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Thread: Someone/Someone

  1. #1
    Volcano1985's Avatar
    Volcano1985 is offline Senior Member
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    Someone/Someone

    If someone doesn't want to do something, someone makes an excuse.

    If someone doesn't want to do something, makes an excuse.


    Should I repeat someone?How would you make this sentence?

  2. #2
    maral55 is offline Member
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    Re: Someone/Someone

    I don't think the first sentence would be correct beacuse it leads me to the meaning that if someone doesn't want to do something then somebody else makes an excuse. the secend sentence seems more acceptable to me.


    Additionaly, I have heard this sentence in this way that they say : if someone doesn't want to do something, he/she would make an excuse.


    I am not a teacher though, I may be wrong.

  3. #3
    svartnik is offline Banned
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    Re: Someone/Someone

    #1 is correct
    #2 is wrong - you cannot drop the subject in the main clause

    Anyway, read about epicene pronouns:

    § 4. epicene pronouns. 5. Gender. The American Heritage Book of English Usage. 1996

  4. #4
    Ikim is offline Newbie
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    Re: Someone/Someone

    First of all, I am not an English teacher. However, that kind of indefinite pronouns are usually referred to with personal pronoun they.

    Corrected sentence:
    If someone doesn't want to do something, they make an excuse.

    It is of course possible to use he/she but that is a lot clumsier.

  5. #5
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    Re: Someone/Someone

    What about this:

    If one doesn't want to do something, one makes an excuse.

  6. #6
    svartnik is offline Banned
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    Re: Someone/Someone

    Quote Originally Posted by maral55 View Post
    Additionaly, I have heard this sentence in this way that they say : if someone doesn't want to do something, he/she would make an excuse.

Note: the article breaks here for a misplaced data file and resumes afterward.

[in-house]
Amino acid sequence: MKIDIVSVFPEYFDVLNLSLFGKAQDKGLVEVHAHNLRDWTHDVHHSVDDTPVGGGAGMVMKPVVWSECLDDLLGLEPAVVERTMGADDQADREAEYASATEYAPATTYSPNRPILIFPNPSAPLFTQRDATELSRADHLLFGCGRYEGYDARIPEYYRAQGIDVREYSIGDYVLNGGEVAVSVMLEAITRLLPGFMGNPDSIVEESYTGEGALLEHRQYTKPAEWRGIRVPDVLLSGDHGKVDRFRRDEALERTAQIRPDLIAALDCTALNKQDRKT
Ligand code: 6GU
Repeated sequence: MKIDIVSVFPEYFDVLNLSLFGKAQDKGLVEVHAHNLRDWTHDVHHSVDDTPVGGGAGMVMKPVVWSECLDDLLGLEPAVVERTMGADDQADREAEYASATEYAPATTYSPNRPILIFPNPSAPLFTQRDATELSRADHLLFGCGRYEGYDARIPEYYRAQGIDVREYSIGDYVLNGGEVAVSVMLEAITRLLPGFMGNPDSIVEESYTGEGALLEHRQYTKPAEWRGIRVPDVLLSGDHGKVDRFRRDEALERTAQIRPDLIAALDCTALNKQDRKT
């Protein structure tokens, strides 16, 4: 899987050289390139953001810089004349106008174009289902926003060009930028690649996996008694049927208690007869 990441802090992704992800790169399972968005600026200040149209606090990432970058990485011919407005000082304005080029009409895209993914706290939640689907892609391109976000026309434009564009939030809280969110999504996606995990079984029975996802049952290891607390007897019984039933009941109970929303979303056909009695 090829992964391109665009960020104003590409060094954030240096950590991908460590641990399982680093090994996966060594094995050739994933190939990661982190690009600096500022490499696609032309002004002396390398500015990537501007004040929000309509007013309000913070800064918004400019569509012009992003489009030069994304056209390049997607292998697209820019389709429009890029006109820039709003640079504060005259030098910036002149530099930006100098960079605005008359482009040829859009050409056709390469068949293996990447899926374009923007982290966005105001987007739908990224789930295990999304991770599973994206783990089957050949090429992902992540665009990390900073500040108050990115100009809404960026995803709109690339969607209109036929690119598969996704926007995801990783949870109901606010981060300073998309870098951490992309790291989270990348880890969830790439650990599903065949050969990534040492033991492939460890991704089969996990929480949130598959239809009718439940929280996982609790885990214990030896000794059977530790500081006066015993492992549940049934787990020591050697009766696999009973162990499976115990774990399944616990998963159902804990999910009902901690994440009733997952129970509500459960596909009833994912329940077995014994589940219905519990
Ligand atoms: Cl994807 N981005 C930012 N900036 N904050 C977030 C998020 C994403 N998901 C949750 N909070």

Grammar Girl :: Generic Singular Pronouns

  7. #7
    svartnik is offline Banned
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    Re: Someone/Someone

    Quote Originally Posted by Volcano1985 View Post
    What about this:

    If one doesn't want to do something, one makes an excuse.
    correct, but has strong archaic flavor

  8. #8
    svartnik is offline Banned
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    Re: Someone/Someone

    Quote Originally Posted by Ikim View Post
    First of all, I am not an English teacher. However, that kind of indefinite pronouns are usually referred to with personal pronoun they.

    Corrected sentence:
    [I]If someone doesn't want to do something, they make an excuse.
    generic pronoun - definition and examples of generic pronoun

    but on the other hand:

    Some Common Grammar and Usage Mistakes in Undergraduate Philosophy Papers

    "They" and "their" are plural pronouns, not singular ones. So the following sentence isn't grammatically correct: "Chisholm thinks that for someone to be responsible for their actions, they have to have the ability to do otherwise." "Someone" is a singular pronoun, whereas "their" and "they" are plural pronouns. The following sentence contains a similar mistake: "A person who cares only about their own happiness will not achieve happiness."

  9. #9
    svartnik is offline Banned
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    Re: Someone/Someone

    So here's the bottom line: Rewrite your sentences to avoid the problem. If that's not possible, check to see if the people you are writing for have a style guide. If not, use he or she if you want to play it safe, or use they if you feel bold and are prepared to defend yourself.

    Grammar Girl :: Generic Singular Pronouns

    People who do not want to do something make an excuse.
    Last edited by svartnik; 08-May-2009 at 17:43.

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